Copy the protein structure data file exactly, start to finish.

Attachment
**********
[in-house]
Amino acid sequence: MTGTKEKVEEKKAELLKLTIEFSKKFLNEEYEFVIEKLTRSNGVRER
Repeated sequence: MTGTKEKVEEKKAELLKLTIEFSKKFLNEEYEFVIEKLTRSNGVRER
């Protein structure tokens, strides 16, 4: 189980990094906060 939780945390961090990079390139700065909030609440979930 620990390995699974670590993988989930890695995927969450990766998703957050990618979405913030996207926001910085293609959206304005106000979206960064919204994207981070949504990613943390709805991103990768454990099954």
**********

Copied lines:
[in-house]
Amino acid sequence: MTGTKEKVEEKKAELLKLTIEFSKKFLNEEYEFVIEKLTRSNGVRER
Repeated sequence: MTGTKEKVEEKKAELLKLTIEFSKKFLNEEYEFVIEKLTRSNGVRER
């Protein structure tokens, strides 16, 4: 189980990094906060 939780945390961090990079390139700065909030609440979930 620990390995699974670590993988989930890695995927969450990766998703957050990618979405913030996207926001910085293609959206304005106000979206960064919204994207981070949504990613943390709805991103990768454990099954």